Some fire halls in Pictou County say department funding is 'dangerously imbalanced'
Municipal council recently made a 5% cut to 12 rural fire departments
The sound of sirens filled the air on a recent evening as several fire trucks pulled up outside the municipal government building in Pictou, N.S.
Banners were waved and horns were honked Tuesday as a form of protest against a recent decision by Pictou County municipal council to cut funding from 12 rural fire departments and redistribute that money to five others, as well as a move to raise the tax levy of those same five.
It's a change that some firefighters say will create a "dangerous imbalance" among the county's fire departments, according to a recent statement from concerned fire chiefs, including those in Pictou Landing and Little Harbour.
"Some fire departments had some banners made up that said, 'Can You Hear Us Now?' — and that's all we want," said Robert Langille, a lieutenant with the Caribou district fire department who is also opposed to council's decision.
"Work with us to find a solution that makes sure all rural fire departments in Pictou County move forward."
The distribution of funds among the 17 rural departments in the Municipality of Pictou County has been a hot issue for many local volunteer firefighters for the past two years.
Other funding strategies submitted by the county's fire halls were rejected until this past June when municipal council passed a motion to adopt a proposal from the Abercrombie fire department. That proposal involved cutting five per cent of annual funding from the majority of the municipality's rural fire halls and redirecting that money to five others considered to be underfunded.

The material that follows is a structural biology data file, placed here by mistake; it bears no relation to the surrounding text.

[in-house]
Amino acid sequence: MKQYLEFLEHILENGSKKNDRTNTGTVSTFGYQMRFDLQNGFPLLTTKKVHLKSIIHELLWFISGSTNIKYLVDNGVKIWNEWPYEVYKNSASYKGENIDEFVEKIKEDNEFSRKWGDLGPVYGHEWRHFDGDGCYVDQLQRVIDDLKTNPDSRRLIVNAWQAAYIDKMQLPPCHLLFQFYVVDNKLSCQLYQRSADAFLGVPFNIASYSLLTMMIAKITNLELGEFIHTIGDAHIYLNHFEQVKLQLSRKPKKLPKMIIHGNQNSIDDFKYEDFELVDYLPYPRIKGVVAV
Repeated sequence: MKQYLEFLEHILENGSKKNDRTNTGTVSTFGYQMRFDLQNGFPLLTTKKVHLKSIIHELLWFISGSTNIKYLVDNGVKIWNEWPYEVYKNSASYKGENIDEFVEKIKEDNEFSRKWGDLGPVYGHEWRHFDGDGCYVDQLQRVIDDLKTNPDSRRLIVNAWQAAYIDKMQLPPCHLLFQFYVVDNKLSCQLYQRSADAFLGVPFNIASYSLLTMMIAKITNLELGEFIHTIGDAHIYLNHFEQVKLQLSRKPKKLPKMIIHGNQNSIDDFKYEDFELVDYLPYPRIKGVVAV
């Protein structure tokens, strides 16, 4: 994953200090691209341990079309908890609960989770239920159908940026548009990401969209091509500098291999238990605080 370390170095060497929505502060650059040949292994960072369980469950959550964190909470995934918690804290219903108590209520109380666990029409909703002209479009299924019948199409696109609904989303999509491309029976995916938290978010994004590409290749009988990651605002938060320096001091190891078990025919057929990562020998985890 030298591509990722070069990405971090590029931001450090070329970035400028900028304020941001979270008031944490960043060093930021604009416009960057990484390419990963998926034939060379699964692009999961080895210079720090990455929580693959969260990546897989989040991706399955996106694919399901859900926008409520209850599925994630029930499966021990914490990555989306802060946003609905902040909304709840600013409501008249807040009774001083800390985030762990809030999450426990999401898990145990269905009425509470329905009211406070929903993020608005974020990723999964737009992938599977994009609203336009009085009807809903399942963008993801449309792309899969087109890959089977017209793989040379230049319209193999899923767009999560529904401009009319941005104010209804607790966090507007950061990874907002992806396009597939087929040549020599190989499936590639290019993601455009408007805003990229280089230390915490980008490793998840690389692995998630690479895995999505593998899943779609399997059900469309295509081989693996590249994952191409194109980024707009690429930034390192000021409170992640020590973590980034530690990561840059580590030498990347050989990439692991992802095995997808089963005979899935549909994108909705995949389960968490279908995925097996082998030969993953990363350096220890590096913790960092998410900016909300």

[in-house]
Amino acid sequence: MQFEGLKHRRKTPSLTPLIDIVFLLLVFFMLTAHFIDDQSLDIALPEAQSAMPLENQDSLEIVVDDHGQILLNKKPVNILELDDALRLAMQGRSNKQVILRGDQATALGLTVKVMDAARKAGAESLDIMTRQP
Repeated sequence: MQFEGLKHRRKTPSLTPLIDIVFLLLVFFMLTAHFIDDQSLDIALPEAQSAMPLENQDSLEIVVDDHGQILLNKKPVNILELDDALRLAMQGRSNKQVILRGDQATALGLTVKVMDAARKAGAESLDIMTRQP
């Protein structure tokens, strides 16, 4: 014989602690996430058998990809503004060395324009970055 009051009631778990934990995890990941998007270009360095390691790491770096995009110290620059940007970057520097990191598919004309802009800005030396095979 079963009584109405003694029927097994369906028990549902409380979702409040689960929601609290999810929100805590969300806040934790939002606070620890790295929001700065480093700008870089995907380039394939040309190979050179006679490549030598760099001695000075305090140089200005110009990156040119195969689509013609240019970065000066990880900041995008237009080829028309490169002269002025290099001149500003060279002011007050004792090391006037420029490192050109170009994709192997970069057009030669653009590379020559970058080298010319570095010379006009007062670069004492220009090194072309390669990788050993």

Rural fire departments in Pictou County are staffed by volunteer members and funded primarily by an annual area rate levy, which is based on a percentage of assessed property value. Some also rely on municipal grants and fundraising efforts.
"We're concerned that some of our [levy] ratepayers in the community might be a little upset that the money that they're putting in for where they live is not actually being spent in that area. That's not how it's supposed to work," said Langille, who was chosen by his peers to speak on behalf of fellow firefighters who also disagree with council's decision.
Under Abercrombie's proposal, the levy would be raised for the underfunded fire departments and capped at 20 cents per $100 of assessment for all departments for at least three years.
Langille said capping the levy creates imbalance in the way departments with smaller geographical areas or districts with smaller populations are funded.
"With the money that was being clawed back by the municipality to be redistributed, you would think you'd be able to put the tax levy up half a cent and cover that off, but they've made it so you can't do that," he said.
Robert Parker, warden of the Municipality of Pictou County, defended the funding changes, saying it's council's job to make tough decisions.
"I definitely feel like what we're doing is fair to all the fire departments, and we're trying to make sure that all the people in the county are adequately protected for fire service and that our firefighters are adequately protected themselves," he said.
Langille said one of the proposals that was put forward but rejected by council involved raising taxes by half a cent or a quarter of a cent annually and putting that money into an emergency fund that the county's rural fire departments could draw from.
He said those who disagree with the changes are not giving up and are willing to work with council on a resolution.
"They know that the issue is not a done issue in our eyes," said Langille. "They put a solution out there, we don't feel like it's the final solution, and we'd like to amend that to make it work for everybody."